History Behind the Form
The martial prowess of Paikas finds mention in Sarala Das' 'Mahabharata', written in the 15th century, poet Balaram Dash' work 'Jagamohan Ramayan' and even in the carvings on the Sun Temple at Konark. Historians said when the British started meddling with the revenue system of the State in 1803, the farming community rose in rebellion. At that juncture, Bakshi Jagabandhu Bidyadhar, the military chief of the King of Khurda, revolted on April 2, 1817. As Bidyadhar led his army of Paikas, the British were forced to retreat. The rebellion came to be known as Paika Bidroh. Also, it was due to the Paikas that the Britishers did not find it easy to win over the Barunei Fort at Khurda, which is said to be the last free fort of the country to go to the British.
Successors of the Fighter Tribe
While officially, there is no information on the exact number of akhadas existing in the State today, unofficial sources put the number of Paikas still practicing the martial dance form at around 20,000 in the districts of Khurda, Dhenkanal, Ganjam, Puri, Gajapati, Talcher and Balasore. The maximum number of akhadas exists in Khurda. "If the Nrutya is being performed today, it is because of the stage shows that offer money for sustenance. There is no encouragement from the Government's side," says Gyana Ranjan Mohanty, a Puri-based acrobat who performs Paika Nrutya and Malkhamb. He says the existing forms of Malkhamb, Sahi Yatra, Ranapa, Dhemsa, Chhau and Naga Nacha have been born out of Paika Nrutya.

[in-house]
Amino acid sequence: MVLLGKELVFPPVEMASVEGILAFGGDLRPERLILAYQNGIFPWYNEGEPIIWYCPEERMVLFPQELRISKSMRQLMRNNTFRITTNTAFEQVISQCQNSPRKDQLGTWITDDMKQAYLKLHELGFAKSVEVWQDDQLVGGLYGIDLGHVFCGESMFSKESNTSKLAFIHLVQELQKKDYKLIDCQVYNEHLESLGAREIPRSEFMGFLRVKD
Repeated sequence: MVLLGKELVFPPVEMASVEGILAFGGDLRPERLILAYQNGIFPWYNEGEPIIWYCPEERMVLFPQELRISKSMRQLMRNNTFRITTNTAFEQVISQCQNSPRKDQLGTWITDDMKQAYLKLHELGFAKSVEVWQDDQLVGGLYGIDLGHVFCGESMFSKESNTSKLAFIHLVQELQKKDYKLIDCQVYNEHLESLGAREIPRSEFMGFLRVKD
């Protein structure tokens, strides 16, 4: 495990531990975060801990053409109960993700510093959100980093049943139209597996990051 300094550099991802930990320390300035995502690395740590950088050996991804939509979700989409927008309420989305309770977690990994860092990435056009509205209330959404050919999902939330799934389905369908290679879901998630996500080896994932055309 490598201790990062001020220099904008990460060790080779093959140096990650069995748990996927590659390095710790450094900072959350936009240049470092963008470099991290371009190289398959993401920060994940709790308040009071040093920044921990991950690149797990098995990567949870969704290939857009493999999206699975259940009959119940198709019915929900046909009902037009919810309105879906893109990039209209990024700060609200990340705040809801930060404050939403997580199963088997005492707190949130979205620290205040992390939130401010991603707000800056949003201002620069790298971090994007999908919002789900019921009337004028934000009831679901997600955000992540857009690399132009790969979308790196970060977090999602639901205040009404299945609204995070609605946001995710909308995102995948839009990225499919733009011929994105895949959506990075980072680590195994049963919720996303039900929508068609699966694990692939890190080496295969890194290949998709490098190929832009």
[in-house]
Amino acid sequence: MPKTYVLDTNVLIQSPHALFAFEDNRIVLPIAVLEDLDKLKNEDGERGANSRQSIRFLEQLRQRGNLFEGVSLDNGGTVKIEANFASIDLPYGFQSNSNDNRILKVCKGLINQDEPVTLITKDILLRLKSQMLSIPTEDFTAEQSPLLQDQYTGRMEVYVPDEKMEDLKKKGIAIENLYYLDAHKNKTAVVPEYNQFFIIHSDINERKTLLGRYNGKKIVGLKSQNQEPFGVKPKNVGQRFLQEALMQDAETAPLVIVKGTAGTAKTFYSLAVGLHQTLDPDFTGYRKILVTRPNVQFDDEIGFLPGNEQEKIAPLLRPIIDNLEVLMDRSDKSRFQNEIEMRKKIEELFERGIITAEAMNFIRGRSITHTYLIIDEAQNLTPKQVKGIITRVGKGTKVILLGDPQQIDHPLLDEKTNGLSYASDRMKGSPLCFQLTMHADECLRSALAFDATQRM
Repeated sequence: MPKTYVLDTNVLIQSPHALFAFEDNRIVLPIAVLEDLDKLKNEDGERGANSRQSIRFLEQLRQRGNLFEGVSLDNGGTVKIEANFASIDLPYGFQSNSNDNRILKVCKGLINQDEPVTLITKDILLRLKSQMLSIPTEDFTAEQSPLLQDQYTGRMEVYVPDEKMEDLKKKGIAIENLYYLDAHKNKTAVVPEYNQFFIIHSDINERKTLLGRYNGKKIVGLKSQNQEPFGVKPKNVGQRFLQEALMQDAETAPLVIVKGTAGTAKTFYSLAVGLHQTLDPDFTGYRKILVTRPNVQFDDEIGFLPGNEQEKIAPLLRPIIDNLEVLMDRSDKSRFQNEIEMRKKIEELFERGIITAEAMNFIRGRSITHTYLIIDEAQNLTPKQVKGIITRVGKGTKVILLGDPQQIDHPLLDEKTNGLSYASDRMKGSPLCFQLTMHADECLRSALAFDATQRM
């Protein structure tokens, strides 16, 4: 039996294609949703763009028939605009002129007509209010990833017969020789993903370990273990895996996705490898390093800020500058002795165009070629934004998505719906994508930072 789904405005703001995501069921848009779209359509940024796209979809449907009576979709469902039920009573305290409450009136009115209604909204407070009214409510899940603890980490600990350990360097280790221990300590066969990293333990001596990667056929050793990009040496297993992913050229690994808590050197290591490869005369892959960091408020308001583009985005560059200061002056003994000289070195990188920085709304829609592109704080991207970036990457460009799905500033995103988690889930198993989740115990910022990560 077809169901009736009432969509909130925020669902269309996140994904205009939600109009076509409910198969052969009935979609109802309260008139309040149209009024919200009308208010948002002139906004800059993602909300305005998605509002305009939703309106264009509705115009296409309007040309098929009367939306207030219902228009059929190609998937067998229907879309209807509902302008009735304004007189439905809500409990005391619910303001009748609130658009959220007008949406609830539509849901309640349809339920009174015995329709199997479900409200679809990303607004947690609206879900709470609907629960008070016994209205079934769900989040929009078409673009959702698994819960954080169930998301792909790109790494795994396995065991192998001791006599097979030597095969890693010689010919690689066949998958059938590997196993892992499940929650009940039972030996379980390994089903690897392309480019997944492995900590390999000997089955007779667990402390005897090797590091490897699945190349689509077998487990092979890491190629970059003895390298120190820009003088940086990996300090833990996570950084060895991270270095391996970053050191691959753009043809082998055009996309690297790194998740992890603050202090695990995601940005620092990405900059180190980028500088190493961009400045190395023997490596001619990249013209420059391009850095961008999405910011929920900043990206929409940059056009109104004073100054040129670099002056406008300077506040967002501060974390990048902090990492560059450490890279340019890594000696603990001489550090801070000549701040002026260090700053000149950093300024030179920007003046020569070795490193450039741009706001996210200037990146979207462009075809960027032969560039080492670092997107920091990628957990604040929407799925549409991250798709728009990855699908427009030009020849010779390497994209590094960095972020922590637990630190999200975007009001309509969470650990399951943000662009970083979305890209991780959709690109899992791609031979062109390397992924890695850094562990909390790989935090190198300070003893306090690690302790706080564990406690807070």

Dance or a Sport?
Ileana Citaristi, who has authored a book 'Traditional Martial Practices of Odisha' and carried out extensive research on the subject, feels Paika Nrutya is currently in a no man's land. Government is yet to classify it as a performing art or a form of sport as a result of which, it does not come under either the Sports Department or Culture Department. “This is why, no one pays attention towards it propagation and whatever little is being done for its promotion is half-hearted," she says, adding that although Paika training exists in rural areas of the State, it is not systematic. Not all the Paikas are adept in every form of the martial dance. "Only a few can play with a sword and shield today. You will not find the entire gamut of the martial art in any of the akhadas; what can be seen is mostly martial exercises like Banati, Lathi Khela, Chakra Ladhei, pyramid formation and somersault," Ileana adds.
No Paika Training Centres
Currently, there are no Government training centres where Paikas can be trained. Even as a training centre for Paikas was opened by the Government at Gurujang near Khurda in 1998, the institution did not function beyond two years. The akhadas do not have a curriculum and all forms of martial exercises in Paika Nrutya are not covered as far as training is concerned.
Founder-Director of Rani Sukadei Regiment of Talcher, the only all-women Paika Akhada in the State, Soubhagini Debi who is also the principal of Silpanchal Women's College in Talcher, says Paika Nrutya, which is an integral part of Odisha's history, should be presented at important State festivals so that today's youth come to know about it. "It is a dying art form and only some Gurus have kept this tradition alive. There is a need for establishing training centres for Paikas with provision of scholarship for youths who wish to learn it. Whatever training is being imparted now is at individual level and we do not know if our students would be interested in carrying forward the tradition," she says.
Commemorating Paika Rebellion
Culture Minister, Ashok Panda, who admitted to the lack of patronage to Paika Nrutya, said in commemoration of 200 years of the Paika rebellion that will be observed in 2017, the Culture Department has planned a series of events with the Paikas. "Also, we will be taking steps for protection and conservation of Khurdagarh fort, and Barunei that was the religious place where Paikas used to worship before setting out for war," he informs.